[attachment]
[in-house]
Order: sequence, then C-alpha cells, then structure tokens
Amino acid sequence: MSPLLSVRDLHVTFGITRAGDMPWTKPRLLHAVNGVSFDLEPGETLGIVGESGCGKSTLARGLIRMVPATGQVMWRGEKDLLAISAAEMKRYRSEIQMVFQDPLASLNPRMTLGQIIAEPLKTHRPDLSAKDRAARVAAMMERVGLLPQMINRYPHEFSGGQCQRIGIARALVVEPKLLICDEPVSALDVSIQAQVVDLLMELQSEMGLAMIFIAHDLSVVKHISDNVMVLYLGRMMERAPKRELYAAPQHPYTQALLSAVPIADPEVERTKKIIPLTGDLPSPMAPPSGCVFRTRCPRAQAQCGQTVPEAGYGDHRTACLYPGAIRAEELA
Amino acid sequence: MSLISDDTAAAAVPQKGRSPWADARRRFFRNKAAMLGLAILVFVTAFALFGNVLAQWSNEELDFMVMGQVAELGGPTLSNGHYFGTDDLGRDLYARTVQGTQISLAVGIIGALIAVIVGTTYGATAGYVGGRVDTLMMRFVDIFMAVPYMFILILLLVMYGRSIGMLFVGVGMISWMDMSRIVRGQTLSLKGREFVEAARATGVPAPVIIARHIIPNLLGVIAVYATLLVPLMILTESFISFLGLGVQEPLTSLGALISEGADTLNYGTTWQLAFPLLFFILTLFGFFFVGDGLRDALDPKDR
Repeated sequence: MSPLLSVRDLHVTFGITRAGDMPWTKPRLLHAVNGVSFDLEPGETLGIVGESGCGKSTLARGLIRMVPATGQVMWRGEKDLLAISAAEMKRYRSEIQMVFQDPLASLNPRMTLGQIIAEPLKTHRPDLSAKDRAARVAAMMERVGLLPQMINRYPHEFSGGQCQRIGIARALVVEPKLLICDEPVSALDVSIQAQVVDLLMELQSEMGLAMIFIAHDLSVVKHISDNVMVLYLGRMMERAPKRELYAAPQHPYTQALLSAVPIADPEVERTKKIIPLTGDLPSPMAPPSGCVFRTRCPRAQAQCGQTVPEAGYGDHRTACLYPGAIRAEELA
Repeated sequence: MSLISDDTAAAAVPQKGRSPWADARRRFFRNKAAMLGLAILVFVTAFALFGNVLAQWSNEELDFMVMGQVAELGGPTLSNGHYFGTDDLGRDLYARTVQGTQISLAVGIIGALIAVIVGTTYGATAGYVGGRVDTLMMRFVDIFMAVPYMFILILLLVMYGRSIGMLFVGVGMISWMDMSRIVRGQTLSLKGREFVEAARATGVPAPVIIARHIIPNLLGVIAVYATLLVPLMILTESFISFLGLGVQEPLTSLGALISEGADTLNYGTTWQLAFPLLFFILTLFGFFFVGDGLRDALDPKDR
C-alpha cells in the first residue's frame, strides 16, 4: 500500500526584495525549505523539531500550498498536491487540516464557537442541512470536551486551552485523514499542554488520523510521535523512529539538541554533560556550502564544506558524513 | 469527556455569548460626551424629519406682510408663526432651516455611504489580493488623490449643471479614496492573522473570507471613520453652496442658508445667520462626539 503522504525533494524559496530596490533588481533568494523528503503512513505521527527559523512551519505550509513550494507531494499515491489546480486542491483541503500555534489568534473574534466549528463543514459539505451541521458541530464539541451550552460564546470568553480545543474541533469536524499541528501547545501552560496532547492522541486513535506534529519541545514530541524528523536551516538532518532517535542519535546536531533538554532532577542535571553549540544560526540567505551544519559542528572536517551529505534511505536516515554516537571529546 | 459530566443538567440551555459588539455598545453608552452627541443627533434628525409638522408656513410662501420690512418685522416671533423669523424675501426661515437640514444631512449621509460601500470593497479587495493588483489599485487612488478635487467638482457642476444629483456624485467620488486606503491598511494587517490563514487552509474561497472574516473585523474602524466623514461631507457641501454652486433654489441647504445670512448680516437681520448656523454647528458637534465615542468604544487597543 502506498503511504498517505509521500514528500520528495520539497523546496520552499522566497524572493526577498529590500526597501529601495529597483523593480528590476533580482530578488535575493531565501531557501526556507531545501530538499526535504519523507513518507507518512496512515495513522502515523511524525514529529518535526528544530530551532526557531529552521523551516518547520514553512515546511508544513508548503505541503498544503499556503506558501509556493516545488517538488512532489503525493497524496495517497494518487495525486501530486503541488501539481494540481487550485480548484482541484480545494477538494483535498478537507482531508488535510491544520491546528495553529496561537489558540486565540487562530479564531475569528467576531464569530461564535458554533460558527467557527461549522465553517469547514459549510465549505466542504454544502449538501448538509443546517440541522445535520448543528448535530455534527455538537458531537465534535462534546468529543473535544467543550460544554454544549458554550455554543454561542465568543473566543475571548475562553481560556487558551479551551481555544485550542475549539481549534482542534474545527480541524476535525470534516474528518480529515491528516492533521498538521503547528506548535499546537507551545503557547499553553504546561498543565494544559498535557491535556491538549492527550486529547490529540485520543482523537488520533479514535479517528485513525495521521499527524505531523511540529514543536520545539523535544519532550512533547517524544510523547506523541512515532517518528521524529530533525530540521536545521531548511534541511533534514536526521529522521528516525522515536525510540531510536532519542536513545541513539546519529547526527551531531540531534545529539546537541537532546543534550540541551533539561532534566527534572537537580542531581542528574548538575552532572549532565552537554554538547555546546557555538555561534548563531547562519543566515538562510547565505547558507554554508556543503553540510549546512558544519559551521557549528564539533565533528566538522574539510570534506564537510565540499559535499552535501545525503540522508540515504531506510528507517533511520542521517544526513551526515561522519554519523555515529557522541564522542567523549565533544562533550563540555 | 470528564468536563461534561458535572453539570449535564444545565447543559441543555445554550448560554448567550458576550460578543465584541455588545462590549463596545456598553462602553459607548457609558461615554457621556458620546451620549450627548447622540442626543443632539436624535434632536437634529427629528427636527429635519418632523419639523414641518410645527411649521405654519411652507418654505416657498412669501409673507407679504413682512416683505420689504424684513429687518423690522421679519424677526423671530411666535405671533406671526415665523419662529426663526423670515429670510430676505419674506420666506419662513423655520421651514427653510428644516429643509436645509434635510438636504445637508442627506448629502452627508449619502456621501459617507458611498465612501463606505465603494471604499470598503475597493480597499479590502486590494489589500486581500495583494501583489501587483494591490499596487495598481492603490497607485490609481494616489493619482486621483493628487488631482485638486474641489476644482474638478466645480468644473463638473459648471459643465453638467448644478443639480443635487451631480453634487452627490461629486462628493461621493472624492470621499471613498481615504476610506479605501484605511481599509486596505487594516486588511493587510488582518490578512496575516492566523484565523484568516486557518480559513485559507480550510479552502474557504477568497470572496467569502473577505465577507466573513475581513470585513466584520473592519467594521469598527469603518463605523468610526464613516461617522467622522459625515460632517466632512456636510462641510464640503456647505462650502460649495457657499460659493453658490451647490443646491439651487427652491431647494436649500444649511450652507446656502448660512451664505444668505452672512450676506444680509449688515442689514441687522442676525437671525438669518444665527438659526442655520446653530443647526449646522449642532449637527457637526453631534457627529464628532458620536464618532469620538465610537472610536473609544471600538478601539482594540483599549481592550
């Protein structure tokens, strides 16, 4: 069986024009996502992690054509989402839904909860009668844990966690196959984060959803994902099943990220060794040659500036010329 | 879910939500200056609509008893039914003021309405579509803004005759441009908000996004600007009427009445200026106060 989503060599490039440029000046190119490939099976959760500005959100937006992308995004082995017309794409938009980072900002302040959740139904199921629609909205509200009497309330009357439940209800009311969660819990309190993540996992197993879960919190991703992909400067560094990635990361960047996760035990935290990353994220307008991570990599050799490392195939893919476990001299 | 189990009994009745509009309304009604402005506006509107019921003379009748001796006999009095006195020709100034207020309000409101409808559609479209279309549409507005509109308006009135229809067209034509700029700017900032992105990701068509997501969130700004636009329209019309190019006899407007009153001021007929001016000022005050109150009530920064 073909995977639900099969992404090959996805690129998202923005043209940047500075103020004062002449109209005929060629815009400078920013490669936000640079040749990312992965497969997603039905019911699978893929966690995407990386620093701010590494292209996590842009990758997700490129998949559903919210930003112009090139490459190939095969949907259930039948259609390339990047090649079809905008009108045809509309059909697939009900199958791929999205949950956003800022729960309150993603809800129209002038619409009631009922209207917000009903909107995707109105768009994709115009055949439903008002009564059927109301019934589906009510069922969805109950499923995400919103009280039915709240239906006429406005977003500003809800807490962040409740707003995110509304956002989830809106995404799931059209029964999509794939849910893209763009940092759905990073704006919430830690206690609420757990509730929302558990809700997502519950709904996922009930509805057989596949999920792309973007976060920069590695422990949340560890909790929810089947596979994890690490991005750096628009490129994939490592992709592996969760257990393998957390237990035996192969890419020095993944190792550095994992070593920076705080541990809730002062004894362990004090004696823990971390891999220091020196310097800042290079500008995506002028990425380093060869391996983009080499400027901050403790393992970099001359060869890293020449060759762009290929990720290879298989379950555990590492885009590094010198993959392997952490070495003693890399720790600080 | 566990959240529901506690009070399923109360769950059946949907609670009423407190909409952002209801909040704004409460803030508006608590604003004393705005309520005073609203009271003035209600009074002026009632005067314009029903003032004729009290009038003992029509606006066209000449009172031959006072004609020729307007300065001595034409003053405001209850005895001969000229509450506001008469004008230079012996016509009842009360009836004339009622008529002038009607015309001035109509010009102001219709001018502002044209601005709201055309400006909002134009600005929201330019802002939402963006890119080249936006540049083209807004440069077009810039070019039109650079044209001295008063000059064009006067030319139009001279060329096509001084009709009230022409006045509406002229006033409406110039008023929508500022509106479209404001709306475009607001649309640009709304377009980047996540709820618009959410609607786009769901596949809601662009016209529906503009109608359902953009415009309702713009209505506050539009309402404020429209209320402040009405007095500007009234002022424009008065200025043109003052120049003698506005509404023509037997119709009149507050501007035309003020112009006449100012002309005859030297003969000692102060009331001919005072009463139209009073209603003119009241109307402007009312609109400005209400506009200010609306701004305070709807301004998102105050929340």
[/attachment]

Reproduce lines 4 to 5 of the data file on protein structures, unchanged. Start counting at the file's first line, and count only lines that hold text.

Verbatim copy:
Amino acid sequence: MSLISDDTAAAAVPQKGRSPWADARRRFFRNKAAMLGLAILVFVTAFALFGNVLAQWSNEELDFMVMGQVAELGGPTLSNGHYFGTDDLGRDLYARTVQGTQISLAVGIIGALIAVIVGTTYGATAGYVGGRVDTLMMRFVDIFMAVPYMFILILLLVMYGRSIGMLFVGVGMISWMDMSRIVRGQTLSLKGREFVEAARATGVPAPVIIARHIIPNLLGVIAVYATLLVPLMILTESFISFLGLGVQEPLTSLGALISEGADTLNYGTTWQLAFPLLFFILTLFGFFFVGDGLRDALDPKDR
Repeated sequence: MSPLLSVRDLHVTFGITRAGDMPWTKPRLLHAVNGVSFDLEPGETLGIVGESGCGKSTLARGLIRMVPATGQVMWRGEKDLLAISAAEMKRYRSEIQMVFQDPLASLNPRMTLGQIIAEPLKTHRPDLSAKDRAARVAAMMERVGLLPQMINRYPHEFSGGQCQRIGIARALVVEPKLLICDEPVSALDVSIQAQVVDLLMELQSEMGLAMIFIAHDLSVVKHISDNVMVLYLGRMMERAPKRELYAAPQHPYTQALLSAVPIADPEVERTKKIIPLTGDLPSPMAPPSGCVFRTRCPRAQAQCGQTVPEAGYGDHRTACLYPGAIRAEELA